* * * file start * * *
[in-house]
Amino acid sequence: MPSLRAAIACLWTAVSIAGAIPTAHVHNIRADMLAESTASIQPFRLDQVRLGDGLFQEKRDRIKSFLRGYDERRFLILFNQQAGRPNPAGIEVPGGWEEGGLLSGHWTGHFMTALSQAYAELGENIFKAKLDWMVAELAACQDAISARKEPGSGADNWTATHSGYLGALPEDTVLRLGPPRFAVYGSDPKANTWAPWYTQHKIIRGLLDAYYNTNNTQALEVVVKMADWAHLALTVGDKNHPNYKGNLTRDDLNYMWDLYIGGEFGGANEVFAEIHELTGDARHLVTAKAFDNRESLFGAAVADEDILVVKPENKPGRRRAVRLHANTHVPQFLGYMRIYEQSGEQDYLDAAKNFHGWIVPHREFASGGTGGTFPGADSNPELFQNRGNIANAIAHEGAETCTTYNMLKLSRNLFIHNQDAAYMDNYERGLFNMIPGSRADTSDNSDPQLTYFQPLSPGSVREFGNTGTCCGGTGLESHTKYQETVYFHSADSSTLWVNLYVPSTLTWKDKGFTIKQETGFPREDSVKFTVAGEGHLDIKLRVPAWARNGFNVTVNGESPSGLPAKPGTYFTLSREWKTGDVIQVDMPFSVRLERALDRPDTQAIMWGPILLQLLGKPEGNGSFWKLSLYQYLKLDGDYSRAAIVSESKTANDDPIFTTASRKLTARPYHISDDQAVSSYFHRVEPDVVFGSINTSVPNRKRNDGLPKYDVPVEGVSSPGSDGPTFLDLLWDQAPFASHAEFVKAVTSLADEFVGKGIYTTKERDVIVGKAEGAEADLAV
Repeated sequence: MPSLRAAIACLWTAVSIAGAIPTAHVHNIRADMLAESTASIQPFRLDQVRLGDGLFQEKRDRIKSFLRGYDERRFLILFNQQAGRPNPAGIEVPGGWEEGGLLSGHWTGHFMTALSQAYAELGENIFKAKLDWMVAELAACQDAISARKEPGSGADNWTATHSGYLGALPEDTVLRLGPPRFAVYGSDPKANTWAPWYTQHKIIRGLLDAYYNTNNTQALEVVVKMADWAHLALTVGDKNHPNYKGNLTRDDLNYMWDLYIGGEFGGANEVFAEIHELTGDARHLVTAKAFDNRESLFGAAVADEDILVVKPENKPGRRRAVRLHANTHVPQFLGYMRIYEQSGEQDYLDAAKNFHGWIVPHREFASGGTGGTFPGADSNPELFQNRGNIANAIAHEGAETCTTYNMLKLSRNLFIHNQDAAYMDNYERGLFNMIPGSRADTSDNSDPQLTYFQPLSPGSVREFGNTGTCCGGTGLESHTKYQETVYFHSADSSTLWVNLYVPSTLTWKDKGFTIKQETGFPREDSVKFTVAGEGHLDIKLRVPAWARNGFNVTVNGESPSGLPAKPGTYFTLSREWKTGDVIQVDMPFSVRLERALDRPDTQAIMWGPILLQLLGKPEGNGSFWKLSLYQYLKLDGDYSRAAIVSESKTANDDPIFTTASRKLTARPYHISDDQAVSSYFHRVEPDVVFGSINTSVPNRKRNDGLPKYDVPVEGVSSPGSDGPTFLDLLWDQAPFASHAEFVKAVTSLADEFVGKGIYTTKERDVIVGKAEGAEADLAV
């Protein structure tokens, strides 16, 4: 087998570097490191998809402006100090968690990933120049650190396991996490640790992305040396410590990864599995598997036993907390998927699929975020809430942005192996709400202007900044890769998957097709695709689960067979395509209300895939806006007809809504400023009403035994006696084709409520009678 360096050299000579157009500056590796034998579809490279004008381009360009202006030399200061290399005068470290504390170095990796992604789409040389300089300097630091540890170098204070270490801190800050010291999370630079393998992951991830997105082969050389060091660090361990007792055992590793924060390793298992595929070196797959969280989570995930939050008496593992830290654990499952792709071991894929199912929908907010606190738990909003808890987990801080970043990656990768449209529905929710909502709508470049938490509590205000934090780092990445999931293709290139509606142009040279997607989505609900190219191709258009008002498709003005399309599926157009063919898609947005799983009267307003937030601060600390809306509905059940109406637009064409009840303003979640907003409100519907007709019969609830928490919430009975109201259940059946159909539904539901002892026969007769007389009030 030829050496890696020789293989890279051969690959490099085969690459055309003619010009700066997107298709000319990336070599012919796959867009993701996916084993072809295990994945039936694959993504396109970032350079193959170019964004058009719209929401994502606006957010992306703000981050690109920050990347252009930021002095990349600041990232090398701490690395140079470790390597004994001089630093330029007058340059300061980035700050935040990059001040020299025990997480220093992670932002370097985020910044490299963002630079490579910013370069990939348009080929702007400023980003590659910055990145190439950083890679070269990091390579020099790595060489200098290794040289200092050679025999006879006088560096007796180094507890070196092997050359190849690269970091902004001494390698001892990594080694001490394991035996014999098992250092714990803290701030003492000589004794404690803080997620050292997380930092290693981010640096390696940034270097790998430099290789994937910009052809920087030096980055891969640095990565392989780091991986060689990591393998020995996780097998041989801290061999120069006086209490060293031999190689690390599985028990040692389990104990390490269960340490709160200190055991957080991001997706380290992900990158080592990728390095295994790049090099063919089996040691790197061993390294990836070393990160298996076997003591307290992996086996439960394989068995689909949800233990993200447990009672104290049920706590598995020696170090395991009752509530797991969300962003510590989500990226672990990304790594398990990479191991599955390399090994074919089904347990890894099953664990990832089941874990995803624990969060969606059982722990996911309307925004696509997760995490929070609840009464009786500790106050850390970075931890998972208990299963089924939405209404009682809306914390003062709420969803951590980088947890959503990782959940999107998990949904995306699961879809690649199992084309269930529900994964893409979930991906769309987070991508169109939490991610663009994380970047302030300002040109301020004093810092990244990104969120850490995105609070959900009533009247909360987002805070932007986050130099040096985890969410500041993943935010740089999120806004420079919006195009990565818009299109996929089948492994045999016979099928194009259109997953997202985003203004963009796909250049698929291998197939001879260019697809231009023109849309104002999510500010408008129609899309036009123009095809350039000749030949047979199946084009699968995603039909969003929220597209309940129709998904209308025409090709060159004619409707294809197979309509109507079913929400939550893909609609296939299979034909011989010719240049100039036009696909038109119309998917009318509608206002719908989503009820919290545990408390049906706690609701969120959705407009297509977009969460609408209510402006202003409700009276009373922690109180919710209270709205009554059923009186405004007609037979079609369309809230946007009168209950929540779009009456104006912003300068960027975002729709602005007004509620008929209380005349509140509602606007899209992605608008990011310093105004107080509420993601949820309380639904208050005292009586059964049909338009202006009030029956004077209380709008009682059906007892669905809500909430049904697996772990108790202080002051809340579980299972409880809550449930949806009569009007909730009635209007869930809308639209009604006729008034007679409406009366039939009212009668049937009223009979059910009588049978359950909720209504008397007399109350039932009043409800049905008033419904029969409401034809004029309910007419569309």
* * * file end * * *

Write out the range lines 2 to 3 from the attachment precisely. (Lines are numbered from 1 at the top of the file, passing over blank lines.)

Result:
Amino acid sequence: MPSLRAAIACLWTAVSIAGAIPTAHVHNIRADMLAESTASIQPFRLDQVRLGDGLFQEKRDRIKSFLRGYDERRFLILFNQQAGRPNPAGIEVPGGWEEGGLLSGHWTGHFMTALSQAYAELGENIFKAKLDWMVAELAACQDAISARKEPGSGADNWTATHSGYLGALPEDTVLRLGPPRFAVYGSDPKANTWAPWYTQHKIIRGLLDAYYNTNNTQALEVVVKMADWAHLALTVGDKNHPNYKGNLTRDDLNYMWDLYIGGEFGGANEVFAEIHELTGDARHLVTAKAFDNRESLFGAAVADEDILVVKPENKPGRRRAVRLHANTHVPQFLGYMRIYEQSGEQDYLDAAKNFHGWIVPHREFASGGTGGTFPGADSNPELFQNRGNIANAIAHEGAETCTTYNMLKLSRNLFIHNQDAAYMDNYERGLFNMIPGSRADTSDNSDPQLTYFQPLSPGSVREFGNTGTCCGGTGLESHTKYQETVYFHSADSSTLWVNLYVPSTLTWKDKGFTIKQETGFPREDSVKFTVAGEGHLDIKLRVPAWARNGFNVTVNGESPSGLPAKPGTYFTLSREWKTGDVIQVDMPFSVRLERALDRPDTQAIMWGPILLQLLGKPEGNGSFWKLSLYQYLKLDGDYSRAAIVSESKTANDDPIFTTASRKLTARPYHISDDQAVSSYFHRVEPDVVFGSINTSVPNRKRNDGLPKYDVPVEGVSSPGSDGPTFLDLLWDQAPFASHAEFVKAVTSLADEFVGKGIYTTKERDVIVGKAEGAEADLAV
Repeated sequence: MPSLRAAIACLWTAVSIAGAIPTAHVHNIRADMLAESTASIQPFRLDQVRLGDGLFQEKRDRIKSFLRGYDERRFLILFNQQAGRPNPAGIEVPGGWEEGGLLSGHWTGHFMTALSQAYAELGENIFKAKLDWMVAELAACQDAISARKEPGSGADNWTATHSGYLGALPEDTVLRLGPPRFAVYGSDPKANTWAPWYTQHKIIRGLLDAYYNTNNTQALEVVVKMADWAHLALTVGDKNHPNYKGNLTRDDLNYMWDLYIGGEFGGANEVFAEIHELTGDARHLVTAKAFDNRESLFGAAVADEDILVVKPENKPGRRRAVRLHANTHVPQFLGYMRIYEQSGEQDYLDAAKNFHGWIVPHREFASGGTGGTFPGADSNPELFQNRGNIANAIAHEGAETCTTYNMLKLSRNLFIHNQDAAYMDNYERGLFNMIPGSRADTSDNSDPQLTYFQPLSPGSVREFGNTGTCCGGTGLESHTKYQETVYFHSADSSTLWVNLYVPSTLTWKDKGFTIKQETGFPREDSVKFTVAGEGHLDIKLRVPAWARNGFNVTVNGESPSGLPAKPGTYFTLSREWKTGDVIQVDMPFSVRLERALDRPDTQAIMWGPILLQLLGKPEGNGSFWKLSLYQYLKLDGDYSRAAIVSESKTANDDPIFTTASRKLTARPYHISDDQAVSSYFHRVEPDVVFGSINTSVPNRKRNDGLPKYDVPVEGVSSPGSDGPTFLDLLWDQAPFASHAEFVKAVTSLADEFVGKGIYTTKERDVIVGKAEGAEADLAV